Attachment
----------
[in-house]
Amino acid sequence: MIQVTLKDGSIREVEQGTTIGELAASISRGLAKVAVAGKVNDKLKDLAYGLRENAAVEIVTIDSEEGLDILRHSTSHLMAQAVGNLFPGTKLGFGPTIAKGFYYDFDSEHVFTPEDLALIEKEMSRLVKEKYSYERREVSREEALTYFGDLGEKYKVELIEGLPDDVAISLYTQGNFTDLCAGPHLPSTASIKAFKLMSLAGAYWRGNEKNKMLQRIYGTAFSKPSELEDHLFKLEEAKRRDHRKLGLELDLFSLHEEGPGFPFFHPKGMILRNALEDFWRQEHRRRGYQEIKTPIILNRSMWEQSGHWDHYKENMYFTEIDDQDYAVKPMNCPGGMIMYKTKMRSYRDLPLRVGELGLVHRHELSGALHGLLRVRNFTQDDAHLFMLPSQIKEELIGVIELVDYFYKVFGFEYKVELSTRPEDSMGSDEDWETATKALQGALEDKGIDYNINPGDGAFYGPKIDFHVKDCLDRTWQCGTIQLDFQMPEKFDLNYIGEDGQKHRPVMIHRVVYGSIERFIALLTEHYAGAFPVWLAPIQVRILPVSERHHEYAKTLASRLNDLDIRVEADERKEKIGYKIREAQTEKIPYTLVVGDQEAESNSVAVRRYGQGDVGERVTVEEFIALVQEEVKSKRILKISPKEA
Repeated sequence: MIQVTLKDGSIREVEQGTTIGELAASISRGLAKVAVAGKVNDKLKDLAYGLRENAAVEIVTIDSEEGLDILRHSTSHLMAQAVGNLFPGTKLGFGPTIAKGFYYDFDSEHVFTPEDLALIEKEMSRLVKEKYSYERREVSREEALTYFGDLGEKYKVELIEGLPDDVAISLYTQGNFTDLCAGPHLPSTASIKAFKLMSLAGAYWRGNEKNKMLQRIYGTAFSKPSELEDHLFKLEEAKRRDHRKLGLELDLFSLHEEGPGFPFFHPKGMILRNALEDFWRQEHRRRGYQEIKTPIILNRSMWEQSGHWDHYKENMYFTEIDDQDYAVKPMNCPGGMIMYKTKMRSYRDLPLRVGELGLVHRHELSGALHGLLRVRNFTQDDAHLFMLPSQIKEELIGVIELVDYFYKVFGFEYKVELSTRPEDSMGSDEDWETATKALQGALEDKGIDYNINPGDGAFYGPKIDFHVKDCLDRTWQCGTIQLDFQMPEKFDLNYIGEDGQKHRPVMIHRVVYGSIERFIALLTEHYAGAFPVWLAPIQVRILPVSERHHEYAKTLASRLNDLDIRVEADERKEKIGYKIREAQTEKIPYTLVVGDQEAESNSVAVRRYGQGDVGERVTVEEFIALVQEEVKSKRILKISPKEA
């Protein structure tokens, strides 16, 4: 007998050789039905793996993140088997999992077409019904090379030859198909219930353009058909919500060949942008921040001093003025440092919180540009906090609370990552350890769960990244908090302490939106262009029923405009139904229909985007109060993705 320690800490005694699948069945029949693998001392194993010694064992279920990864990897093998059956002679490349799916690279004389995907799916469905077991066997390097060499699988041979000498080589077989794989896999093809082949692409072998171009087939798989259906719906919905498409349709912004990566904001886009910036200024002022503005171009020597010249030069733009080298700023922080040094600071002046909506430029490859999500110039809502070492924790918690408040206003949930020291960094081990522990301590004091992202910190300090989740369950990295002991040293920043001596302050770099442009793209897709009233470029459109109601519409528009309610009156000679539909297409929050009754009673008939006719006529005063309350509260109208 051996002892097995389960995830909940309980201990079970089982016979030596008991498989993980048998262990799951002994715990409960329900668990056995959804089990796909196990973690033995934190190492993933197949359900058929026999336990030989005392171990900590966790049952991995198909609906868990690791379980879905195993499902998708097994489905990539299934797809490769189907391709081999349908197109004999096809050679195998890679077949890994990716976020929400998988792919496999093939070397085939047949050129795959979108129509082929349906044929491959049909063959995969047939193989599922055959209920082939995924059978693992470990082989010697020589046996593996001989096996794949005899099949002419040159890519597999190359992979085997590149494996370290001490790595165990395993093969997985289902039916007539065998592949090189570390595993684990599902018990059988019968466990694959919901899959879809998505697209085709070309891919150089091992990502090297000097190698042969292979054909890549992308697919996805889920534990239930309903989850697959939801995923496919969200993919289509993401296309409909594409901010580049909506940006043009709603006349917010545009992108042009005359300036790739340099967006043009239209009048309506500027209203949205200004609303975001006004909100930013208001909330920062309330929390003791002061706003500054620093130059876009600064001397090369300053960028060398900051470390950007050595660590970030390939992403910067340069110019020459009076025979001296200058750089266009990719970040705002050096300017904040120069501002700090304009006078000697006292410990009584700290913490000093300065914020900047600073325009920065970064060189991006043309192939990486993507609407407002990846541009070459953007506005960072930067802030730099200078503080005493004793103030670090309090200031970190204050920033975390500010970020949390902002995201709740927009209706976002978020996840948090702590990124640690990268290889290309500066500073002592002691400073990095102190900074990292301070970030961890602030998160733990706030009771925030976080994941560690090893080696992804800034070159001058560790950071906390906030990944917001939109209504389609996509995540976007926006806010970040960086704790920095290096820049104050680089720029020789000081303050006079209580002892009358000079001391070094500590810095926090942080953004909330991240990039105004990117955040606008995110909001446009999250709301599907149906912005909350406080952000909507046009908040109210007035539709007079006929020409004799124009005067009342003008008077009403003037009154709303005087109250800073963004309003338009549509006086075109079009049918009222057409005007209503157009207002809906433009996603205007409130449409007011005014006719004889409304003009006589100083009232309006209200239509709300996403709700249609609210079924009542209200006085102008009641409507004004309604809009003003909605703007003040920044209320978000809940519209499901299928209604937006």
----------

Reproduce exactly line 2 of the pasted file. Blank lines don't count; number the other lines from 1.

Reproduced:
Amino acid sequence: MIQVTLKDGSIREVEQGTTIGELAASISRGLAKVAVAGKVNDKLKDLAYGLRENAAVEIVTIDSEEGLDILRHSTSHLMAQAVGNLFPGTKLGFGPTIAKGFYYDFDSEHVFTPEDLALIEKEMSRLVKEKYSYERREVSREEALTYFGDLGEKYKVELIEGLPDDVAISLYTQGNFTDLCAGPHLPSTASIKAFKLMSLAGAYWRGNEKNKMLQRIYGTAFSKPSELEDHLFKLEEAKRRDHRKLGLELDLFSLHEEGPGFPFFHPKGMILRNALEDFWRQEHRRRGYQEIKTPIILNRSMWEQSGHWDHYKENMYFTEIDDQDYAVKPMNCPGGMIMYKTKMRSYRDLPLRVGELGLVHRHELSGALHGLLRVRNFTQDDAHLFMLPSQIKEELIGVIELVDYFYKVFGFEYKVELSTRPEDSMGSDEDWETATKALQGALEDKGIDYNINPGDGAFYGPKIDFHVKDCLDRTWQCGTIQLDFQMPEKFDLNYIGEDGQKHRPVMIHRVVYGSIERFIALLTEHYAGAFPVWLAPIQVRILPVSERHHEYAKTLASRLNDLDIRVEADERKEKIGYKIREAQTEKIPYTLVVGDQEAESNSVAVRRYGQGDVGERVTVEEFIALVQEEVKSKRILKISPKEA